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What you Need to Know About Home Health Care

By HERWriter
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Wellness related image Photo: Getty Images

With the increasing trend towards outpatient care to alleviate pressure on hospitals and insurance companies, many people are taking advantage of home health care services. These kinds of services are of great benefit to those who wish to have their treatment carried out at home, or just require a little extra help managing things as they grow older or learn to live with their medical condition or disability. Home health care is usually associated with seniors, but can also be used for those recovering from surgery or other medical procedures that can limit a person’s ability to easily take care of his or her home.

Help at Home

Home care services include help with:

• Bathing, getting out of bed, using the bathroom, getting dressed
• Cleaning, yard work, laundry
• Cooking
• Remembering to take medication or getting to and from appointments
• Changing wound dressings, physiotherapy or occupational therapy
• IV therapy or injections

The Benefits of Home Health Care

“The goal of home health care is to treat an illness or injury. Home health care helps you get better, regain your independence, and become as self-sufficient as possible” (Medicare.gov).

While recuperating from surgery or learning to live with a medical condition, home health care patients can be visited and treated by a registered nurse, home health care agency staff, or skilled, specially trained care givers. This provides an alternative to many who do not want to move into an assisted living facility.

“Home healthcare services may often be covered by Medicare, Medicaid, long-term care insurance, or veteran’s benefits.” (Homecareprofile.com).

The Downside of Home Health Care

If you’re considering home health care as an alternative to an assisted living facility or just as a short-term measure until you can look after things again on your own, know that each state has its own set of laws that determine what kind of services can be performed at home and which must be carried out in a health care facility.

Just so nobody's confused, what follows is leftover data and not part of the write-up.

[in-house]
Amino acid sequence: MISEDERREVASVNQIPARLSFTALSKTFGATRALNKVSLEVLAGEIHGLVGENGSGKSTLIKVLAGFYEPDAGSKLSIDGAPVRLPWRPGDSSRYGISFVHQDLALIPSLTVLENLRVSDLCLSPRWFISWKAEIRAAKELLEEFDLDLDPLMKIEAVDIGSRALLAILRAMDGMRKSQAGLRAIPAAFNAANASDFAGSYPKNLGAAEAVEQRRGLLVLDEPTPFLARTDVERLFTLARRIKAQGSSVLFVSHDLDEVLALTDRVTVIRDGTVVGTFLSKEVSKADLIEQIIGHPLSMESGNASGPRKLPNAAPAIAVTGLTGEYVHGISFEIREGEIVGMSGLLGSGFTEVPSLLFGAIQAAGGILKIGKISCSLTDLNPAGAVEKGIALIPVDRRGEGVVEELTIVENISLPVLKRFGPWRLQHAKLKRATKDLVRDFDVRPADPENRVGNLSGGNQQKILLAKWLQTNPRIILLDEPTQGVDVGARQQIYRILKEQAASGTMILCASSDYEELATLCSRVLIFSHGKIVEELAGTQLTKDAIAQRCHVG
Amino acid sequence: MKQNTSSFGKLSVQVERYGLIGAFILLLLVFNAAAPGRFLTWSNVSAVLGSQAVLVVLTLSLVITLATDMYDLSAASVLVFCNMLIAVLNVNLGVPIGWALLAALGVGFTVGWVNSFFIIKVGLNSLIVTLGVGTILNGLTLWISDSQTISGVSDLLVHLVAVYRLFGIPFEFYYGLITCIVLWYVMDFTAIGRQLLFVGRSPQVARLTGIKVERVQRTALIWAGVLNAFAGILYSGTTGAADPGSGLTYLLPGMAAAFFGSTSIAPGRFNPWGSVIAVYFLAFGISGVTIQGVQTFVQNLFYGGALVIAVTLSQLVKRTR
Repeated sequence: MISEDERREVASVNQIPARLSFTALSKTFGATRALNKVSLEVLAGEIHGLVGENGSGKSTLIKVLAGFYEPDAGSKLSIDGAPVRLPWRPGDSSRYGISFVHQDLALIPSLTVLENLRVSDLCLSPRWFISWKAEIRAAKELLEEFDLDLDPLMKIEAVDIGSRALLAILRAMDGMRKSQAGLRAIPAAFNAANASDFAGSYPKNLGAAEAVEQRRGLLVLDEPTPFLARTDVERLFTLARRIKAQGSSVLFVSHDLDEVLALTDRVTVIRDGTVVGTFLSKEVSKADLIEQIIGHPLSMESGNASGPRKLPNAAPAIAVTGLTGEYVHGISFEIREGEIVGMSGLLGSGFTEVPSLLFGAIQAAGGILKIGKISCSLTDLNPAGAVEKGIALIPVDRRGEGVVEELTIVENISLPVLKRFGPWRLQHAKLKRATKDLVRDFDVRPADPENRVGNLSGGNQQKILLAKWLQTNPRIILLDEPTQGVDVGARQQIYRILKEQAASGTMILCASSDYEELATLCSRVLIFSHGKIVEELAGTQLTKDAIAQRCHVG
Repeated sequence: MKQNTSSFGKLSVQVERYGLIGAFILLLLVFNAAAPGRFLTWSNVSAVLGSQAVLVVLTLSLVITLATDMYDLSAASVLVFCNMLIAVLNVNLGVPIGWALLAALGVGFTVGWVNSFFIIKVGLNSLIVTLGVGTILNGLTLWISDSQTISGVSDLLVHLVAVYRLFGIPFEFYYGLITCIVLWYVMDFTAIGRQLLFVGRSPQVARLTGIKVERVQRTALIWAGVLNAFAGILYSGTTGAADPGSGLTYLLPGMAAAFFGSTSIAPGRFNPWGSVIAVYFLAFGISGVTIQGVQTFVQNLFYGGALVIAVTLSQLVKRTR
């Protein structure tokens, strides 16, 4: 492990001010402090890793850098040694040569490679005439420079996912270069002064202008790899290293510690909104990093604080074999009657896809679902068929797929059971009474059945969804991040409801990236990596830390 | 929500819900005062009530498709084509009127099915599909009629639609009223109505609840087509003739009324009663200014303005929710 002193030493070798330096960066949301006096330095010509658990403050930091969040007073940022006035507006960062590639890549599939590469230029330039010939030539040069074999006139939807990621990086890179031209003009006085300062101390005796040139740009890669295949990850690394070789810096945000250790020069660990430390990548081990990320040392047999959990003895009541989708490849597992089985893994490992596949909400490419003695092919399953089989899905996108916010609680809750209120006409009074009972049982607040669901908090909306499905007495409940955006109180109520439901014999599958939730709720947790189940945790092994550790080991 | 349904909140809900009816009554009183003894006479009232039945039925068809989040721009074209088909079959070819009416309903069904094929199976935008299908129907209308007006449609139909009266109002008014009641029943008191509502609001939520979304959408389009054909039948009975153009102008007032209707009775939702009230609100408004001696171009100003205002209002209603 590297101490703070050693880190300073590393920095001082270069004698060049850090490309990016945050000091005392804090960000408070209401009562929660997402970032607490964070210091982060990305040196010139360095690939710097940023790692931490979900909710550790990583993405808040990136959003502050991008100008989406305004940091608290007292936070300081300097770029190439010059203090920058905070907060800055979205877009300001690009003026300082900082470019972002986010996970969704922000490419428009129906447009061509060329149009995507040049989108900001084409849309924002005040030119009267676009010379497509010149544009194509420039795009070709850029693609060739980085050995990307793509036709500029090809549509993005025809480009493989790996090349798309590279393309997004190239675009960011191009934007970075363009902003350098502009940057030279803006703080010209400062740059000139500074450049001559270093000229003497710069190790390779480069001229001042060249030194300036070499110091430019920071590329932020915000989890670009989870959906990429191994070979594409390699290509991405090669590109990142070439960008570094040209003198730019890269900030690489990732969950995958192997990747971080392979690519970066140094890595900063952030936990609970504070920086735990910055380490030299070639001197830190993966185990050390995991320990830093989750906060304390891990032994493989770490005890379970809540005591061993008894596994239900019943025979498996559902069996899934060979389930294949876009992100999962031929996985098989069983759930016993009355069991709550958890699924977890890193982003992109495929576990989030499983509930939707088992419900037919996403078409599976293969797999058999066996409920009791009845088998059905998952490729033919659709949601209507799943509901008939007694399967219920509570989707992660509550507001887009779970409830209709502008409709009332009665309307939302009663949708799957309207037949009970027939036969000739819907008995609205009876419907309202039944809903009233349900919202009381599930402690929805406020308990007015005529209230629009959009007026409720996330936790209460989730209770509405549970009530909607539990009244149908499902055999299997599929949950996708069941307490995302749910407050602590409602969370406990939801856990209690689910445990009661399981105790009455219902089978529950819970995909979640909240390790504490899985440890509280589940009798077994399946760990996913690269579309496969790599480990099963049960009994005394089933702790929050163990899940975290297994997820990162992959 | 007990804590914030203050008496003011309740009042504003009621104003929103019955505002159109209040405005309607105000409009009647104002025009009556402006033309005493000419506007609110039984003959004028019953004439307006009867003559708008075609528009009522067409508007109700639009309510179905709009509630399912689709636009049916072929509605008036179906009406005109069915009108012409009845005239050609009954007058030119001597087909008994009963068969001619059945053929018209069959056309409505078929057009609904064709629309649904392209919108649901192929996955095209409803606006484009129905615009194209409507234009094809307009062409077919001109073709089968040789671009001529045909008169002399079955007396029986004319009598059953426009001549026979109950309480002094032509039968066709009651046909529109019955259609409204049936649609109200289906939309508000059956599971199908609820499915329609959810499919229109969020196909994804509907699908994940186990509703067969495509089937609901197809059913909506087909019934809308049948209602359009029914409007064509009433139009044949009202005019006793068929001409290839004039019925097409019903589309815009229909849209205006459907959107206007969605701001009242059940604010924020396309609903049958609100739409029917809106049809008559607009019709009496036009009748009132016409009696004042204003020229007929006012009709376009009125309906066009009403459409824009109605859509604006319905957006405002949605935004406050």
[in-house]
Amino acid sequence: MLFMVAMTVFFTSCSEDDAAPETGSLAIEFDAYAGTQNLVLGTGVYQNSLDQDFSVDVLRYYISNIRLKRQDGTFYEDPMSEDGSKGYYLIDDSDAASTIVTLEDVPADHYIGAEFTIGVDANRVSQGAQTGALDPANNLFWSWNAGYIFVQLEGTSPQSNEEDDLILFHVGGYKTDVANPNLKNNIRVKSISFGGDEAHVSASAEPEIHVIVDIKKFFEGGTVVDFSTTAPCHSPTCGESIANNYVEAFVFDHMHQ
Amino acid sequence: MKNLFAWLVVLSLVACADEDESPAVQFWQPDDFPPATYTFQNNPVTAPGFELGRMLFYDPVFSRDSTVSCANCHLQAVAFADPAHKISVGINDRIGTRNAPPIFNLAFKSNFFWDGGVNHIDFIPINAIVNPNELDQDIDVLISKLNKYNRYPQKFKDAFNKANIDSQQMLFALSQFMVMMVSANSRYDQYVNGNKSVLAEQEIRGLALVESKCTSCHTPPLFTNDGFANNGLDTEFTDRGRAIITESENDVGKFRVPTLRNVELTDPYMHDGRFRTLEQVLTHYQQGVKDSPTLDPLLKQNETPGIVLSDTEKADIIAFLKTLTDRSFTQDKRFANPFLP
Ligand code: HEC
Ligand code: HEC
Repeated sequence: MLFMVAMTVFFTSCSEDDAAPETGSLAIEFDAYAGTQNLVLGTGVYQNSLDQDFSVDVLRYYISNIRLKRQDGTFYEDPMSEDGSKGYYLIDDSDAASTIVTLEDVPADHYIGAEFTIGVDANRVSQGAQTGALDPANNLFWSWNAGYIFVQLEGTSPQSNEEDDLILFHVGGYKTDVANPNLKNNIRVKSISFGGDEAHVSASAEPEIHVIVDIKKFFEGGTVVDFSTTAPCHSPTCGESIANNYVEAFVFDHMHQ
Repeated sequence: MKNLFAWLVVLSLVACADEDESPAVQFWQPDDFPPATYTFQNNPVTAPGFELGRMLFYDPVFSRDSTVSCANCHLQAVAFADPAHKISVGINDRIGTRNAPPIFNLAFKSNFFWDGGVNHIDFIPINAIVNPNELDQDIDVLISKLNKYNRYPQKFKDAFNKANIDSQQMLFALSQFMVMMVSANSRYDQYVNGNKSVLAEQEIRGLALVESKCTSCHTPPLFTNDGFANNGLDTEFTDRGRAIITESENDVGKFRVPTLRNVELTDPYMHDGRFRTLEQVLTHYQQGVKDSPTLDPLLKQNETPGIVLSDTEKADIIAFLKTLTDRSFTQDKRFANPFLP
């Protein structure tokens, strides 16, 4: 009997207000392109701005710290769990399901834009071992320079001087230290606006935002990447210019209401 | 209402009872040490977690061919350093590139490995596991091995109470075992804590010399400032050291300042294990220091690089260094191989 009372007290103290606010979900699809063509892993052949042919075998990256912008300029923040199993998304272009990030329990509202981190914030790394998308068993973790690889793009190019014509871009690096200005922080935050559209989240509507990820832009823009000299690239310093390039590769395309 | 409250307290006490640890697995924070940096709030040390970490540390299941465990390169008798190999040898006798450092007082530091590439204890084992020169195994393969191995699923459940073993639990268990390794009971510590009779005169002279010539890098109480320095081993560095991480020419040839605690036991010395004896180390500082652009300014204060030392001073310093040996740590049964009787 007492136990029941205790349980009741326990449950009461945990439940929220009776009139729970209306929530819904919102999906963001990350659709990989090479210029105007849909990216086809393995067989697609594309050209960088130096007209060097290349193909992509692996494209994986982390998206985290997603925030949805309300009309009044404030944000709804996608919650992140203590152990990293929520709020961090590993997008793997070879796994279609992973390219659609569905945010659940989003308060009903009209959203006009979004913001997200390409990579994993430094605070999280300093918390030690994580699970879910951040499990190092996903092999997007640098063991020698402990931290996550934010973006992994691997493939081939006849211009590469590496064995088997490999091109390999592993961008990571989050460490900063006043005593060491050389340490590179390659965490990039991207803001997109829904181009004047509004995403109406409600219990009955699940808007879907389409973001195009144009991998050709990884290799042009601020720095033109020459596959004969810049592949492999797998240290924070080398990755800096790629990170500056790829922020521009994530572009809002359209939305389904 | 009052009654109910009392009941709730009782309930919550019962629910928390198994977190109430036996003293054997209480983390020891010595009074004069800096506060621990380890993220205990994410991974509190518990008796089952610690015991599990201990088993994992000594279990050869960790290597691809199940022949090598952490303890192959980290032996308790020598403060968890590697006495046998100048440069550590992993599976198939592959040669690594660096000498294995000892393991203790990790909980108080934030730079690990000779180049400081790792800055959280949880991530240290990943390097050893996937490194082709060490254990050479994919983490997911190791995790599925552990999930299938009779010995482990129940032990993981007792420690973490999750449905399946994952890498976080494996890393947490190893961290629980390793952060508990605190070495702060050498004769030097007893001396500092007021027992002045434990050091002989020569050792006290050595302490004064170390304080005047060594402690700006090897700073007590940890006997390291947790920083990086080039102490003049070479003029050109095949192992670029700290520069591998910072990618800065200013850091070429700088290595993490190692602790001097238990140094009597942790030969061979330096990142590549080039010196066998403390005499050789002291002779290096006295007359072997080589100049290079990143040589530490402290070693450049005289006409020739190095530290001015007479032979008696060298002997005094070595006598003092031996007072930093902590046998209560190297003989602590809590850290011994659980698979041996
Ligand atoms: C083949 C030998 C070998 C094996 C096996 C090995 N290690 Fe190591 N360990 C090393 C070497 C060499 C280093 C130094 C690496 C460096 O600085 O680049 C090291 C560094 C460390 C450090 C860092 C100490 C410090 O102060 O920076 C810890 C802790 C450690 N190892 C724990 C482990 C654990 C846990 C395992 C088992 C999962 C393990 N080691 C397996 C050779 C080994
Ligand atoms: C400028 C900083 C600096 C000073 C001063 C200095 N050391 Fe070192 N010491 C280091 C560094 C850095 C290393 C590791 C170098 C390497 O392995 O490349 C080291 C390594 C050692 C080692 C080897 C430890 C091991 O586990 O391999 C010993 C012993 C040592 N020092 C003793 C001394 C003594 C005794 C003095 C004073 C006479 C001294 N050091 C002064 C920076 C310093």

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EmpowHER Guest

Although varying by state, most states have waiver programs which help pay for transportation and ADL's to include companion care and errands. Also, nurses never cure, merely manage care and therefore would never have a "cure" care plan in home care. Litlle know is the fact that children also qualify for home care, often times paid for by Medicaid. This segment (trach dependent, vent dependent, etc.) do receive long-term care in the home and fortunately there is a percentage of these patients who do have improved outcomes, although we don't refer to them as "cured". That is to say, a child may be receiving health care in the home because of status/post tracheostomy and with a well-coordinated care plan, in say five-ten years, the trach may be removed and the patient may go on to lead a perfectly normal life. I would also say that advocacy end education are very important. Care/case managers will often steer patients to home health agencies of their choosing, although the practice is discouraged and surely unethical. Patients and their families must do their own research to find a suitable home care provider. If a care manager states that a patient must go with the home care provider selected by the care manager, the patient should insist on talking to an administrator. A great resource for understanding home health service access is through http://www.Mayhac.com. They're advocacy based and can give background information on most home health agencies. They also credential providers.